Churches where People Flourish 3



Churches where People Flourish 3

How do Leaders Model Vulnerability?

When I began as a leadership coach, the question that would scare leaders most was: if those who you lead saw your life, would they want it for their own? Or, in other words, are you practising what you preach, and is it working for you and those around you?

We are all leaders somewhere. And a hugely valuable ingredient I can offer in places where I lead is a certain level of vulnerability, because without vulnerability true community cannot exist. People who have embraced their own vulnerability, either because they have no choice or have made a deliberate decision to do so, are free to plot a path of change because they are no longer pretending.

All of us have things we cannot do, or are afraid of attempting, and these are experienced as the limits to our ability to function as we would wish. We also experience limits imposed on us by society, maybe due to physical, psychological, social or educational barriers. It often takes one person to admit their own limitations for the penny to drop or the dam of denial to be released.

I like to think Jesus told the parable of his father inviting the poor, the disabled and marginalised to eat with him because being surrounded by people who are authentic is the best company for a celebratory feast. I am certain that Jesus’ decision to wash the disciples’ feet was him embracing a vulnerable stance from a place of deep assurance. Read the text again and ask yourself what kind of logic connects the knowledge of being powerful with what Jesus does with that awareness:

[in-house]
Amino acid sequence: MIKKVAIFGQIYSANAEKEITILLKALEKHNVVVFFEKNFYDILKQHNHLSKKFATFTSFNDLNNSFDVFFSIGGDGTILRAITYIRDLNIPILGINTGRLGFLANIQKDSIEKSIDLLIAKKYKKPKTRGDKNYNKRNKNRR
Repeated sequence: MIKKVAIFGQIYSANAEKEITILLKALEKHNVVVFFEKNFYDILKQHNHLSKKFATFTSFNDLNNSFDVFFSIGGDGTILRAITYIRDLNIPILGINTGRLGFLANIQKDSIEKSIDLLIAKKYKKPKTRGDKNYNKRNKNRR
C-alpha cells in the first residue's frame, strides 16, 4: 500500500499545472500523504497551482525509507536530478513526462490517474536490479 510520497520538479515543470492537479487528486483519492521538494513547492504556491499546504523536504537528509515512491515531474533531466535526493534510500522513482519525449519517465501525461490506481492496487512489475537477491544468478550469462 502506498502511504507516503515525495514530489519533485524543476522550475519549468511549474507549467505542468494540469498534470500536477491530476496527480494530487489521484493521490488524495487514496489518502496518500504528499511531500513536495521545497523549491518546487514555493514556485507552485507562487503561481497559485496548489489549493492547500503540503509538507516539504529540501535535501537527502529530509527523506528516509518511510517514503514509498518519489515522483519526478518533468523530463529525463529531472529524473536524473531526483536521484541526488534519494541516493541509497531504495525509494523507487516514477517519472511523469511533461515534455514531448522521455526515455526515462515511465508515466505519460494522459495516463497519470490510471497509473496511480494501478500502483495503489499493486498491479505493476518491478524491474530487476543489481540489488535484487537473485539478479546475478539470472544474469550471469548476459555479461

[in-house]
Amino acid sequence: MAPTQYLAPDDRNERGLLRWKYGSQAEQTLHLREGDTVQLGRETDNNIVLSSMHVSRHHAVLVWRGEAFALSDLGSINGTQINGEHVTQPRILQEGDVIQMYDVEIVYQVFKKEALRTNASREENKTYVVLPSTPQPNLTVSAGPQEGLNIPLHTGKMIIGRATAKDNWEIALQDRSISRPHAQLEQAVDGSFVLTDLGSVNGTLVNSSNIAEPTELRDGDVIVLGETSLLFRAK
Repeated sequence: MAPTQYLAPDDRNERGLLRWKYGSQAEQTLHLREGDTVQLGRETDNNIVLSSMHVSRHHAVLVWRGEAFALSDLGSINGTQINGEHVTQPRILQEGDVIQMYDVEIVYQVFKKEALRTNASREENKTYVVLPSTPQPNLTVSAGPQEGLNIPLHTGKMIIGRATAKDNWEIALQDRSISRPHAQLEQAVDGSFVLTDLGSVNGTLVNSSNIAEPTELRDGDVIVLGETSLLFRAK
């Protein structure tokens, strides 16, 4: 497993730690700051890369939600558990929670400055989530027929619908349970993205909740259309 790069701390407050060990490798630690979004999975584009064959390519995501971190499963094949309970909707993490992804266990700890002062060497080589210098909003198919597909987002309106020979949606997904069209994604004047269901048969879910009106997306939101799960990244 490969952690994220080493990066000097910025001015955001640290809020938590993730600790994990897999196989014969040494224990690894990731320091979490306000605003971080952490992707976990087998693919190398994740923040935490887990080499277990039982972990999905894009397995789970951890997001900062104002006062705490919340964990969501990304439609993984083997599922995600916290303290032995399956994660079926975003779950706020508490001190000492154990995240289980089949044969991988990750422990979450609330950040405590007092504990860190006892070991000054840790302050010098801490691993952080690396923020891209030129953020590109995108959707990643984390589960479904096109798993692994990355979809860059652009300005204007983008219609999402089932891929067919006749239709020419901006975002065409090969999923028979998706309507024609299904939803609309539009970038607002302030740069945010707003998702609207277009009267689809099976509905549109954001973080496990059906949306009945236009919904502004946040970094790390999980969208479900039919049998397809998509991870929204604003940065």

“Jesus knew that the Father had put all things under his power, and that he had come from God and was returning to God; so he got up from the meal, took off his outer clothing, and wrapped a towel around his waist. After that, he poured water into a basin and began to wash his disciples’ feet, drying them with the towel that was wrapped around him.” (John 13)

Jesus’ disciples were commanded to do likewise, and so are we. I conclude that opening ourselves to each other and embracing an attitude of vulnerability is an essential first step to becoming communities of transformation and empowerment.

We must all have our boundaries, and it is essential that we calibrate our vulnerability according to the level of trust we have in others. But most of us need to take more risks. If we do, those who put us on pedestals will be pleased we did.

About the Author

About the Author

Craig Millward

has been a Baptist minister for over 30 years and has extensive experience of the joys and challenges of church leadership.

More Posts by Craig Millward



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